Further results showed that the disordered N-terminal domain of HspB8 was necessary for its recruitment to FUS condensates, a mechanism also observed in a related chaperone called HspB1 (Liu et al., 2020). Comparing how HspB8 and HspB1 interact with FUS helps to better understand how these chaperones work in general. In particular, unlike HspB8 which functions inside condensates, HspB1 can protect FUS both inside (if the chaperone carries a chemical modification) and outside of these structures (Liu et al., 2020). HspB8 and HspB1 are sometimes present in the same small groups of proteins, raising the question of how co-operation amongst sHsps benefits the cell (Sun et al., 2004).

A coherent picture of the sHsp mechanism is therefore gradually emerging, aided substantially by the findings of Boczek et al. It appears that, whether alone or together, sHsps can ensure that proteins do not form insoluble structures during stress. The chaperones may seem to both promote and prevent protein aggregation, but this apparent contradiction can be reconciled by considering that what researchers previously called ‘aggregation’ in fact encompasses different ways that molecules can come together. When required by the cell, sHsps help to gather proteins into condensates in which they are more densely packed than before but remain dynamic. There, the chaperones prevent proteins from forming harmful aggregates such as amyloid fibrils (Figure 1). Obtaining data on sHsp interactions in vivo across the tree of life is now needed to confirm whether this mechanism occurs in the diverse organisms that host these enigmatic chaperones.

Hypothesis for a coherent mechanism of sHsp chaperone function.

Chaperones known as sHsps (colourful dots) can bind to proteins destabilised under stress conditions (‘substrates’; grey dots). They either encourage other proteins to gather with them in large protective complexes known as co-aggregates (‘aggregase’ activity; red, left); or they keep the proteins they bind apart from each other (‘holdase’ activity; blue, right) to stop these substrates from transitioning into toxic aggregates such as amyloid fibrils (grey arrows). These apparently incompatible models of chaperones’ activity can be reconciled by considering that they both aim to stop destabilised proteins from coming together in specific ways that are harmful to the cell. Sometimes, this aim is achieved by forming reversible liquid condensates requiring both aspects of sHsp function: there, the chaperones help to sequester the proteins and prevent them from becoming amyloid fibrils.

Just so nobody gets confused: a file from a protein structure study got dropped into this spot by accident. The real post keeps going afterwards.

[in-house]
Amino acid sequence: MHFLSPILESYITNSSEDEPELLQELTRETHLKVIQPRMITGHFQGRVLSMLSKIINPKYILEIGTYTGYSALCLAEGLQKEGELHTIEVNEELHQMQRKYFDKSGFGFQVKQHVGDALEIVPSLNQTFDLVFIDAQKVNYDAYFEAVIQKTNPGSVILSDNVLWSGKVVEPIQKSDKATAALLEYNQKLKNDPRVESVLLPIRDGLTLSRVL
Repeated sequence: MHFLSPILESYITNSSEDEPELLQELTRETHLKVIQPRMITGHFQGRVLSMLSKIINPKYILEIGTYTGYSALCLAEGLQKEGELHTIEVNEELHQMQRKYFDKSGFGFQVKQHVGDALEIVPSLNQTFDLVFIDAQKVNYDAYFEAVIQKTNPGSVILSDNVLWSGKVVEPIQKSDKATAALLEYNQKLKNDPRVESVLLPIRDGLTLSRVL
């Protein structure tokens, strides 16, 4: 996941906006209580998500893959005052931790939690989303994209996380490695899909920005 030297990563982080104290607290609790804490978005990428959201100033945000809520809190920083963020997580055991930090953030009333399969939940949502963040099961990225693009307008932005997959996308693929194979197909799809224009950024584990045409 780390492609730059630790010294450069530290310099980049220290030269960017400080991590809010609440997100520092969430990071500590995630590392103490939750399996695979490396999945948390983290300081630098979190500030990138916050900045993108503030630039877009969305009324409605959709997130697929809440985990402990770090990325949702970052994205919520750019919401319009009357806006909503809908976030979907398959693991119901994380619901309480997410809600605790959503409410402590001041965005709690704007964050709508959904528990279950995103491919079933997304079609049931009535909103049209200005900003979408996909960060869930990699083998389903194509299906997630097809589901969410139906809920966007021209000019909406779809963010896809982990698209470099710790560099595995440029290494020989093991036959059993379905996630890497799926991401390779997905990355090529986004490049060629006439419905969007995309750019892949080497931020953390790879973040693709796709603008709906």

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Author details

  1. Zihao Wang

    Zihao Wang is in the Department of Chemistry, Oxford University, Oxford, United Kingdom

    Competing interests
    No competing interests declared
    ORCID icon "This ORCID iD identifies the author of this article:" 0000-0002-6416-996X
  2. Miranda Collier

    Miranda Collier is in the Department of Biology, Stanford University, United States

    Competing interests
    No competing interests declared
    ORCID icon "This ORCID iD identifies the author of this article:" 0000-0002-1258-3173
  3. Justin Benesch

    Justin Benesch is in the Department of Chemistry, Oxford University, Oxford, United Kingdom

    For correspondence
    Competing interests
    No competing interests declared
    ORCID icon "This ORCID iD identifies the author of this article:" 0000-0002-1507-3742

Publication history

  1. Version of Record published: October 12, 2021 (version 1)


© 2021, Wang et al.

This article is distributed under the terms of the Creative Commons Attribution License, which permits unrestricted use and redistribution provided that the original author and source are credited.


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  1. Zihao Wang
  2. Miranda Collier
  3. Justin Benesch
Chaperones: Aggregation in the spotlight
eLife 10:e73586.